However, success rates for pediatric PKP is much lower than for adults. Several studies have shown a wide range of graft failure rates at 1 year ranging from 22%-67% [9-12]. Some of this variability may stem from a higher success rate of PKP in patients with Peters type I (87.5%) versus Peters type II (14.2%) [1]. Yang et al. showed that less than one-third of Peters anomaly patients undergoing PKP achieved visual acuity of 20/400 or better [13].

Due to the high prevalence of PKP graft failure, some have advocated for the use of the Boston Type I Keratoprosthesis (KPro-1) in these patients (Figure 5). Aquavella et al. tracked outcomes in 13 patients with Peters anomaly undergoing receiving KPro and found that the prosthesis was well-tolerated and retained without dislocation or extrusion at a mean follow-up period of 9.7 months [14]. This study highlights that KPro may be a viable alternative to PKP.

Therefore overall prognosis and the decision to intervene for Peters anomaly depends heavily on disease severity. Patients with severe disease had poorer visual outcomes compared to those with mild disease regardless of treatment [2]. This may be due to already poor visual acuity prior to treatment that is unlikely to change with surgery. However it is unclear which treatment modality is superior. Further studies are needed to compare the long-term outcomes between PKP and KPro implants in children.

Fig. 5: Post-operative appearance of a Boston Type I Keratoprosthesis (KPro-1) after multiple failed penetrating keratoplasties in a patient with Peters anomaly.

Differential Diagnosis

  • Peters anomaly
  • Axenfeld-Rieger syndrome
  • Sclerocornea
  • Congenital hereditary endothelial dystrophy (CHED)
  • Congenital hereditary stromal dystrophy (CHSD)
  • Descemet's breaks from forceps delivery
  • Congenital glaucoma
  • Microbial keratitis (TORCH infections, herpes simplex virus)
  • Metabolic disorders (mucopolysaccharidoses, sphingolipidoses, or mucolipidoses)

A useful mnemonic that is commonly used for the differential of a cloudy cornea at birth is STUMPED:

Sclerocornea

Tears in Descemet's membrane (forceps injury or Haab's striae)

Ulcer

Metabolic

Peters anomaly

Edema (congenital glaucoma or CHED)

Dermoid

References

  1. Bhandari, R., et al., Peters anomaly: review of the literature. Cornea, 2011. 30(8): p. 939-44.
  2. Chang, J.W., et al., Long-term clinical course and visual outcome associated with Peters' anomaly. Eye (Lond), 2012. 26(9): p. 1237-42.
  3. Reese, A.B. and R.M. Ellsworth, The anterior chamber cleavage syndrome. Arch Ophthalmol, 1966. 75(3): p. 307-18.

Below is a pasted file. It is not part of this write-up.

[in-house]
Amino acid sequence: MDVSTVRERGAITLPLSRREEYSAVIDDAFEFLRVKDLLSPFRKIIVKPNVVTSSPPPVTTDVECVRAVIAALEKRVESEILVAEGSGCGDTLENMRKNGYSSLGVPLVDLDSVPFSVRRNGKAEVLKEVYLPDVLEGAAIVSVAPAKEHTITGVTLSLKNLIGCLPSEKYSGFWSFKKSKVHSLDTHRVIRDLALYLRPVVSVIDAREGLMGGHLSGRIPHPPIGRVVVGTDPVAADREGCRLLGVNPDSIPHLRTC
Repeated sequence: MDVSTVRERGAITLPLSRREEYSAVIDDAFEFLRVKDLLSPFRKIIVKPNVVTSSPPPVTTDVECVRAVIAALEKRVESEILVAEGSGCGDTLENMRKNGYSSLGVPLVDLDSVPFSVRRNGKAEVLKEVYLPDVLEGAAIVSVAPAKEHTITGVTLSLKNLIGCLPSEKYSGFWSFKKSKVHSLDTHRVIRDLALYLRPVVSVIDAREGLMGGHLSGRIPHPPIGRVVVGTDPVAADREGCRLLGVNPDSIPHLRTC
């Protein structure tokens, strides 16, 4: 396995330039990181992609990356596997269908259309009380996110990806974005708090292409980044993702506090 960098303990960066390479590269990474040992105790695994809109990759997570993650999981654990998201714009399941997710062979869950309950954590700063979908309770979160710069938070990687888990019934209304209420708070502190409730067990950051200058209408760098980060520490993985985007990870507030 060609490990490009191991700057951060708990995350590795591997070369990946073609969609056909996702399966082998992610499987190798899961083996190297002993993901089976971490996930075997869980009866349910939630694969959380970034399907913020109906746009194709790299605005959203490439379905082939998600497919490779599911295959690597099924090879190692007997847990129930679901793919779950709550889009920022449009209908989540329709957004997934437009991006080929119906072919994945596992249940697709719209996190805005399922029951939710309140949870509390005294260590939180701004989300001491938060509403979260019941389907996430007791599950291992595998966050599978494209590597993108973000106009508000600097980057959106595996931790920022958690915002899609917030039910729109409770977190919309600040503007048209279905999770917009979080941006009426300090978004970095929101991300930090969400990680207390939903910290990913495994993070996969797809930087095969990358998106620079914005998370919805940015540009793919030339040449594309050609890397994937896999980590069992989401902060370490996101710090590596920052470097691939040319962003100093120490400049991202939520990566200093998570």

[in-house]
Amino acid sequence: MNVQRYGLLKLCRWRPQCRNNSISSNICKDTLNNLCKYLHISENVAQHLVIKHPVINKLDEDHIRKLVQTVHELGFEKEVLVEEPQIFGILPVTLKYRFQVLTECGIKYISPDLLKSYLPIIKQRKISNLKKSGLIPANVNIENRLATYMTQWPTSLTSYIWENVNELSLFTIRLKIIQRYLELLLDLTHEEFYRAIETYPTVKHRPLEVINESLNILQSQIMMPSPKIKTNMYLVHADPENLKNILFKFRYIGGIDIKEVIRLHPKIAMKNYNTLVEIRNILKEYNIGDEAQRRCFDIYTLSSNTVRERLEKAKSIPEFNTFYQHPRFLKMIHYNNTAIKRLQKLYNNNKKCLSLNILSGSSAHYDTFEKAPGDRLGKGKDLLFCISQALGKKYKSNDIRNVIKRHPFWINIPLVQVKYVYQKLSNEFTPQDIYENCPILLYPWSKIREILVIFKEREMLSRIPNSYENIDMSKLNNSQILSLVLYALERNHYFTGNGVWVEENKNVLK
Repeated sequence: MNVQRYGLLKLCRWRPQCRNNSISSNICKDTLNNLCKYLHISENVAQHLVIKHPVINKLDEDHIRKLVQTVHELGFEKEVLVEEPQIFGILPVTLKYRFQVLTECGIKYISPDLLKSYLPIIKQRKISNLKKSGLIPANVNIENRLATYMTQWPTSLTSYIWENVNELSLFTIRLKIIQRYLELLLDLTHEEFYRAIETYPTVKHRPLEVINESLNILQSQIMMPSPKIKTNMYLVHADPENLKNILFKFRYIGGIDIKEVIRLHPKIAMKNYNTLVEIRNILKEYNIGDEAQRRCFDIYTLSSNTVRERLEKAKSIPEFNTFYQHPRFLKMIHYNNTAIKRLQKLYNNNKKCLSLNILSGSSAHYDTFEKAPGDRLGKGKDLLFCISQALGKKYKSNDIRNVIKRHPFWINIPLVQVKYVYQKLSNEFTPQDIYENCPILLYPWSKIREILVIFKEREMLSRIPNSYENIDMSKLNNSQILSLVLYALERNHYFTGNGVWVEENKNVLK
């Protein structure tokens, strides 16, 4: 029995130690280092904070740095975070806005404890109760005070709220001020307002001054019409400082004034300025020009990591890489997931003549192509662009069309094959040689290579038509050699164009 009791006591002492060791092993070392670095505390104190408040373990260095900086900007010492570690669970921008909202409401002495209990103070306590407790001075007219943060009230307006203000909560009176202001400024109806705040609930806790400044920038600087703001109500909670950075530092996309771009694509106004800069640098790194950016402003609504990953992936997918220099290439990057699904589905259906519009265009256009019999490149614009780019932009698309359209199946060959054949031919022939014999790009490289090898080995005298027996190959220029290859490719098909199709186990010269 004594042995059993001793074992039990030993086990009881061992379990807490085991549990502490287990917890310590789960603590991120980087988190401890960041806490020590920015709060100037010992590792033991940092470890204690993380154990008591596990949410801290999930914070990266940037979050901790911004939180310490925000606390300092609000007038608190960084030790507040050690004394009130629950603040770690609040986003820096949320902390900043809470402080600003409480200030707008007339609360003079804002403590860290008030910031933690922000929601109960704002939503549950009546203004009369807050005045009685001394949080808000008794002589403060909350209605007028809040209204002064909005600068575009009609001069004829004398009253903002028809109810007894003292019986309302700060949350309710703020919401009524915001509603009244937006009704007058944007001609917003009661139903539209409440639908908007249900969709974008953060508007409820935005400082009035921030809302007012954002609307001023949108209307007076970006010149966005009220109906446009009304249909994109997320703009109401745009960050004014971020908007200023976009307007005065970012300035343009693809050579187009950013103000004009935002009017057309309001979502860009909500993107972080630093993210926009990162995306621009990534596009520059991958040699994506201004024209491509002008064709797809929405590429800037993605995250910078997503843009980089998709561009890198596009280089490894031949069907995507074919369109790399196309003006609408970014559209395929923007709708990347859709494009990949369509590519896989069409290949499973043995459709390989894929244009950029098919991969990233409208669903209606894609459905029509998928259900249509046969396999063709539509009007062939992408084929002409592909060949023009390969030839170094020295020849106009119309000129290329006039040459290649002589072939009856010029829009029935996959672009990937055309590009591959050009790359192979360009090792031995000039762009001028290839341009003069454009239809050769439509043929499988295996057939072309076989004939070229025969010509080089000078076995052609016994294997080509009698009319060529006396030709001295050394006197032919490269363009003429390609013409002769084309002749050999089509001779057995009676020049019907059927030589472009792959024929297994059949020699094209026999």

4. Ito, Y.A. and M.A. Walter, Genomics and anterior segment dysgenesis: a review. Clin Experiment Ophthalmol, 2014. 42(1): p. 13-24.
  5. Kenyon, K.R., Mesenchymal dysgenesis in Peter's anomaly, sclerocornea and congenital endothelial dystrophy. Exp Eye Res, 1975. 21(2): p. 125-42.
  6. Haddad, A.M., et al., Peter's anomaly: diagnosis by ultrasound biomicroscopy. Ophthalmic Surg Lasers, 1997. 28(4): p. 311-2.
  7. Yang, L.L., et al., Surgical management of glaucoma in infants and children with Peters' anomaly: long-term structural and functional outcome. Ophthalmology, 2004. 111(1): p. 112-7.
  8. Cameron, J.A., Good visual result following early penetrating keratoplasty for Peters' anomaly. J Pediatr Ophthalmol Strabismus, 1993. 30(2): p. 109-12.
  9. Kim, Y.W., et al., Clinical outcome of penetrating keratoplasty in patients 5 years or younger: peters anomaly versus sclerocornea. Cornea, 2013. 32(11): p. 1432-6.
  10. Limaiem, R., et al., Pediatric penetrating keratoplasty: indications and outcomes. Transplant Proc, 2011. 43(2): p. 649-51.
  11. Huang, C., M. O'Hara, and M.J. Mannis, Primary pediatric keratoplasty: indications and outcomes. Cornea, 2009. 28(9): p. 1003-8.
  12. Rao, K.V., et al., Outcome of penetrating keratoplasty for Peters anomaly. Cornea, 2008. 27(7): p. 749-53.
  13. Yang, L.L., et al., Long-term visual outcome of penetrating keratoplasty in infants and children with Peters anomaly. J AAPOS, 2009. 13(2): p. 175-80.
  14. Aquavella, J.V., et al., Pediatric keratoprosthesis. Ophthalmology, 2007. 114(5): p. 989-94.

Suggested Citation format

Chang E, Vislisel J, Larson, SA. Peters Anomaly. EyeRounds.org. June 30, 2014; available from http://EyeRounds.org/cases/187-Peters-Anomaly.htm

last updated: 06/30/2014, revised 2/5/2016